All injurious external influences have to be removed or neutralized before the real treatment of the disease can begin; and this treatment is to be based upon the principle "similia similibus," which is the only true law of healing and has now been confirmed by the experience of a vast number of the most acute and intelligent practitioners.

The specific treatment as we understand it in our school, consists in selecting a remedial agent the pathogenetic effects of which upon the healthy organism are similar to the symptoms of the natural disease. This is the homoeopathic law of cure, a law which is founded in nature and is the only true guide for the administration of such remedies as will secure a successful reaction of the organism. If we conceive the law "similia similibus" in its true scientific extent, we will at once be led to admit the necessity of not restricting the application of that law to the mere external symptoms; for there are diseases where those symptoms are wanting or so feeble that we are scarcely able to distinguish them, as may be the case when organs that are but poorly provided with nerves and are therefore not very sensitive, are the seat of the disease; or the symptoms of the original malady may be so deceptive that the concomitant sympathetic symptoms may be much more distinct than the former; or the symptoms of the. principal disease may be obscured by accidental violent complications. This shows that a mere comparison of the symptoms is not always sufficient to obtain a correct diagnosis and that it frequently requires a good deal of combination and reflection to attain a true and complete image of the disease with all its external and probable internal phenomena.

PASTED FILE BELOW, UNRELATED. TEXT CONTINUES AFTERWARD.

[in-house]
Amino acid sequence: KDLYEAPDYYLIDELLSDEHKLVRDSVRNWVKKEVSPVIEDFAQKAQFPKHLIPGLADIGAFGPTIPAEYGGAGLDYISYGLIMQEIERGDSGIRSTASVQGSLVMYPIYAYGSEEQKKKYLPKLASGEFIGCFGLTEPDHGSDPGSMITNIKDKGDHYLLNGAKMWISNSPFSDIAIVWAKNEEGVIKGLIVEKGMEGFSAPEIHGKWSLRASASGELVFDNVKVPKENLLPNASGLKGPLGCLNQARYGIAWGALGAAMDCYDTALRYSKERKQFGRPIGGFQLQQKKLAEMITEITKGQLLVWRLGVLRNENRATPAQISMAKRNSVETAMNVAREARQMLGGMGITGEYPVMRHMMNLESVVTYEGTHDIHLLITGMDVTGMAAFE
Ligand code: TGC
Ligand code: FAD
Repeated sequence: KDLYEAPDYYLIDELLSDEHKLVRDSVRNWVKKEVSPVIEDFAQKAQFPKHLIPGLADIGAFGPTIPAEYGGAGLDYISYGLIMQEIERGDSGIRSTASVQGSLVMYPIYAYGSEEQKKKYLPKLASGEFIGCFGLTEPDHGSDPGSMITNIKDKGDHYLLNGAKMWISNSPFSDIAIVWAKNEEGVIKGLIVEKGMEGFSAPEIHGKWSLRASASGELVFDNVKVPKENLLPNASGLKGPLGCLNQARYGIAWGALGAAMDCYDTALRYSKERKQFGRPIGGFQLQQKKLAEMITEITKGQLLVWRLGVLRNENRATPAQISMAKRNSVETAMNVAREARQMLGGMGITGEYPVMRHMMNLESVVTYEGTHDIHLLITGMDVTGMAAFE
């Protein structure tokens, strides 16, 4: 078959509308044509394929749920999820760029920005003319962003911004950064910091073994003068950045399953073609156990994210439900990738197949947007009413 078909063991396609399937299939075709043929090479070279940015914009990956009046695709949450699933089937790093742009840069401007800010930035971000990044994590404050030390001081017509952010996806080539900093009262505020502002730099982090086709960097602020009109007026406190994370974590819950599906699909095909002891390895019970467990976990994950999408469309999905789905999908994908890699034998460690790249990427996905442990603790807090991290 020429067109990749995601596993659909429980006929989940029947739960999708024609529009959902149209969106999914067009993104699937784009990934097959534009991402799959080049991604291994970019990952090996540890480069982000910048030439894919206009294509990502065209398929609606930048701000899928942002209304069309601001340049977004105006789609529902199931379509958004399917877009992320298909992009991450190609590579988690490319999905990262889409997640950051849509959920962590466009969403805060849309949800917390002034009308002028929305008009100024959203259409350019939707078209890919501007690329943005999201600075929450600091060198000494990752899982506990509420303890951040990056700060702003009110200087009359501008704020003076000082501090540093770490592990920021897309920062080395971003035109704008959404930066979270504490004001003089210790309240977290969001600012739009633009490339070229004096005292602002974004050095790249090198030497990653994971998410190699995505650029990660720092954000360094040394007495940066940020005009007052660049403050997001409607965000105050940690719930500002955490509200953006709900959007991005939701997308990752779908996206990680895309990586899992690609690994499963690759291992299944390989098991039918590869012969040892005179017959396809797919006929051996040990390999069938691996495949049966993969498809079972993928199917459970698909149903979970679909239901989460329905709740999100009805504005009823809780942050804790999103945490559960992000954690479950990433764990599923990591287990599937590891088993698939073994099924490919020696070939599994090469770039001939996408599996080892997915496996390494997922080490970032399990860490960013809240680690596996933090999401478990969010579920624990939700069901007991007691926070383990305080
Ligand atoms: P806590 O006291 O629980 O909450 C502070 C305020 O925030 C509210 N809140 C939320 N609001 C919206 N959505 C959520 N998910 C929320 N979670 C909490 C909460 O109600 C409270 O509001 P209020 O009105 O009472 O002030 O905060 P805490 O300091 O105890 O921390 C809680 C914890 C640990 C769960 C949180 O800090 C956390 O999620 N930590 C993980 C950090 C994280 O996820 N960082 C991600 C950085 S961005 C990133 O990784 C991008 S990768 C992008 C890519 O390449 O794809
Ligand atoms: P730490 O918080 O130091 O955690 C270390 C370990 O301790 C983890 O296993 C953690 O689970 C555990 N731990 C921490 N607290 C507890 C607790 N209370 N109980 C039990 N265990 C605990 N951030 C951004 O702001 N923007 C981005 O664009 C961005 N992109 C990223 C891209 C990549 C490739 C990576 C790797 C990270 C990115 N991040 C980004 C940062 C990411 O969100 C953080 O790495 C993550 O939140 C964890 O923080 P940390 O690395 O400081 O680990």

The selection of our remedial agents in accordance with the symptoms of the disease, is the great difference which exists between the old and new school. The greater the similarity of the symptoms; the more exactly the remedy corresponds to all the peculiarities of the disease; to the period when it makes its appearance; to the exacerbations and changes occurring in the course of the disease; to the mode how and the period when it disappears; to moral emotions, etc.: the safer, and the more certain and permanent is the cure. In comparing the symptoms of the malady with those of the remedial agent, the general symptoms are of not so much importance as the particular characteristic symptoms, for instance, whether the symptoms are aggravated or excited by motion; whether they are excited or gradually increased by rest, and whether they disappear again by motion; whether the symptoms are most violent in the morning, at noon, in the evening, night, etc.; whether they are modified by the cool open air or by warmth; whether a slight, apparently trivial occurrence, such as nausea, vomiting, a slight attack of rheumatism, etc., induces great prostration of strength, obliging one to lie down (we remind the reader of Ars., Verat., Ipec, Sec), etc. It is of the utmost importance for the selection of the true remedial agent that all those points should be carefully considered. We are frequently led to a knowledge of the specific agent by considering the relation which it holds to the peculiar moral or physical disposition, the temperament or sex of the patient, (Nux vom., Ignat., Puis., Sep., Phosph., etc.)